1 - Is there a reasonable average for new Haynesville well production? I realize that is a very difficult question and depends on a lot of factors.
2 - When a cross unit well is drilled, how is the production allocated? For instance if it cross 3 sections, do you divide your mineral acres by (640*3)? Or is it not necessarily equally prorated?
3 - Inherited property/minerals - if you are unleased in a section and there are existing wells you have discovered, I believe you can give notice to the operator to provide cost information to determine if the wells ever reached pay-out. Best to get attorney to handle? What happens if they have not been paying? Any penalties?
Sorry, no such thing as a "reasonable average'. Haynesville horizontal wells may be ~4600' in length or 15,000'. As much as operators like to drill long laterals, I still see a fair number of shorter lateral alternate unit wells. The rock quality and thus production volume also varies across the play fairway.
After an operator completes a multi-unit horizontal well, they provide a report to the state that defines the linear feet of perforated lateral that lies in each section/unit. That is also the way that operators allocated the production volume to each unit and each ownership tract.
If you believe you own unleased minerals in a producing section, you must show proof and the operator must agree. Unleased mineral owners can demand quarterly reports from the operator that tract production income against well cost until the well "pays out". Once a well reaches payout, the unleased mineral owner is due their proportional share of production less monthly lease operating expenses. It is a good idea to get an experienced O&G attorney to draft the demand letter for quarterly reports and may also be of help in getting the operator to recognize your ownership in the unit. You will have to provide copies of public record documents that evidence your ownership.
As to the unleased part. This is on inherited property/mineral rights. Fairly recently.
A Cross unit application was filed last April for 5 new wells.
Had a land man purporting to work for the operator approach about leasing basically in preparation for these new potential wells. His title work agrees that we are not leased.
However there is a producing well in this section - by the operator in question via a merger or acquisition at some point.
It has been “on the list” to figure this out.
What's to figure out? If the unit operator agrees that you have an unleased interest, the question becomes on what well? If it is the original unit well, it may not have paid out. Many older unit wells have not. Without some specific detail, no one can offer an informed opinion.
This was relatively recently inherited
Found out about the existing well a few months ago and realized there was no lease and nothing being paid
The conversation with the land man as to the new wells was as of Friday and he was like “oh”…. Once I mentioned the existing well. The operator has not acknowledged anything directly.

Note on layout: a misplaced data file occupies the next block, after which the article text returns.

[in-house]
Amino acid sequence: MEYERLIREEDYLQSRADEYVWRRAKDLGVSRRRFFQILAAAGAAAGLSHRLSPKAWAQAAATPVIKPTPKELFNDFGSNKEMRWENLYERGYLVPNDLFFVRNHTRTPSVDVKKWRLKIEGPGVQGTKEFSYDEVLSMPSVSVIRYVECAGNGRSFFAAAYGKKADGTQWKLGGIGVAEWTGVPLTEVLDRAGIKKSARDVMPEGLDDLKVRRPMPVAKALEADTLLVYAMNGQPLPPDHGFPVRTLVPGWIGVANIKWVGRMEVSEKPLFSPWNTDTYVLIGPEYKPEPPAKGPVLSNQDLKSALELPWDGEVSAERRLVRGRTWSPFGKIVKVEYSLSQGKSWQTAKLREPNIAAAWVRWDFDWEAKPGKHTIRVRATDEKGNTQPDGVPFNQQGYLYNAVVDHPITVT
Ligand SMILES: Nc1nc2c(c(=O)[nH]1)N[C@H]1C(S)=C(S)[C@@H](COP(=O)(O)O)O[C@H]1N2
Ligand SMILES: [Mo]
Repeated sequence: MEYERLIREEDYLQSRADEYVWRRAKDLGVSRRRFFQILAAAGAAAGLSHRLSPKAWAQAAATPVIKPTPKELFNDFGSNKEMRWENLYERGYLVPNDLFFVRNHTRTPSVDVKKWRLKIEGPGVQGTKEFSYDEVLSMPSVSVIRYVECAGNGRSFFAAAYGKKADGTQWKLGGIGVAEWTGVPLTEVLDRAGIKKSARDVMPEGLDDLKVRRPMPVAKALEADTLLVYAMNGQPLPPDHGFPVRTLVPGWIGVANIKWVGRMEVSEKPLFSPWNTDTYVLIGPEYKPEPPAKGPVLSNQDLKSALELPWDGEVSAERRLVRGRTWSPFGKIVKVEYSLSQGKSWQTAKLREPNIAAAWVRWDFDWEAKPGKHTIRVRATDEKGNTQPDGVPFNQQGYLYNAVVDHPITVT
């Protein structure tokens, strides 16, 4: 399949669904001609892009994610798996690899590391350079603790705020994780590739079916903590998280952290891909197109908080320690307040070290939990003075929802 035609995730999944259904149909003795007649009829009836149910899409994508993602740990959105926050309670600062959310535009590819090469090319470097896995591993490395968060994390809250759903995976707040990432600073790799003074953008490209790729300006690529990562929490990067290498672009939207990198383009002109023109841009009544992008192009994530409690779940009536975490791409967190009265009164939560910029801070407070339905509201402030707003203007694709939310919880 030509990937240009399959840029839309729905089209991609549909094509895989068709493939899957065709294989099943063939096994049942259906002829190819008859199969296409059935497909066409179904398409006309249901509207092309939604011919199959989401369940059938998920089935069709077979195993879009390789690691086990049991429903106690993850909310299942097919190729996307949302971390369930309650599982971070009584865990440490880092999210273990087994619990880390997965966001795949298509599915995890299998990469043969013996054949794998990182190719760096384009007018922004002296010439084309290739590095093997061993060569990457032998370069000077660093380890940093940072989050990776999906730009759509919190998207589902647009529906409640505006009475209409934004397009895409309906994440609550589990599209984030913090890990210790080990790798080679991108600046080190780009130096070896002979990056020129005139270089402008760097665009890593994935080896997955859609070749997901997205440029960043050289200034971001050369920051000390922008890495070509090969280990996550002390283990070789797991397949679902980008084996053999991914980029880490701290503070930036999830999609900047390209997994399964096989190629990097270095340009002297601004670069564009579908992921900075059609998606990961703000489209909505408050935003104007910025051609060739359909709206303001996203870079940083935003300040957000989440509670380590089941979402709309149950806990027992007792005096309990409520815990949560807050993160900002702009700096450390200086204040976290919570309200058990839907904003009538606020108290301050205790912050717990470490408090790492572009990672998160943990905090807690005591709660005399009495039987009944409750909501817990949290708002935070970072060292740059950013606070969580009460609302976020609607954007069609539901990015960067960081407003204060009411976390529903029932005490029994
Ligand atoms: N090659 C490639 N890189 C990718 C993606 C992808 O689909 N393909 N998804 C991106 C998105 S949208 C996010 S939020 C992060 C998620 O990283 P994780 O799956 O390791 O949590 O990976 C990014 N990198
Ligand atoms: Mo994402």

HA RA SUQ in the Converse Field only has the original unit well drilled in 2012. It cost almost $15M and has just now produced 4 BCF so it likely has not paid out and might never considering the low natural gas prices 2012 through 2014 when the well produced 75% of it's Estimated Ultimate Recovery. The good news is there is economic Haynesville and Bossier reserves in your section, so room for eleven future wells total. If I was a landman for Comstock, I would want you under lease as opposed to remaining an Unleased Mineral Interest (UMI) in the unit. The ball is in your court. Suggest you get some help from an experienced O&(G attorney before you make a decision on how to proceed.
Unleased mineral owners don't get well invoices. Their proportional share of production is applied to their proportional share of well costs until such time as a well reaches payout. That is tracked by way of the quarterly production reports that operators are required to provide for UMOs upon demand. After that point, they receive 8/8ths. (100% since they don't have a royalty burden) of their share of production less lease operating expenses. There are a number of producing Haynesville and Bossier wells in the township. This is close to the southern edge of the defined Haynesville shale fairway which extends another six miles south based on current development.
I assume a 1/4 royalty is still a reasonable target?
Every situation is unique. Those with significant acreage positions have more leverage. Those with surface ownership where operators need surface use have more leverage. The one situation that provides the most leverage is competition for leases. This late in the play there are not many large unleased acreages that are located well within the fairway. Most leases I see have 20% or 22.5% royalty offers which reflects lack of competition and the fact that the play has matured. A quarter royalty is still possible in the right situation however it is not a given.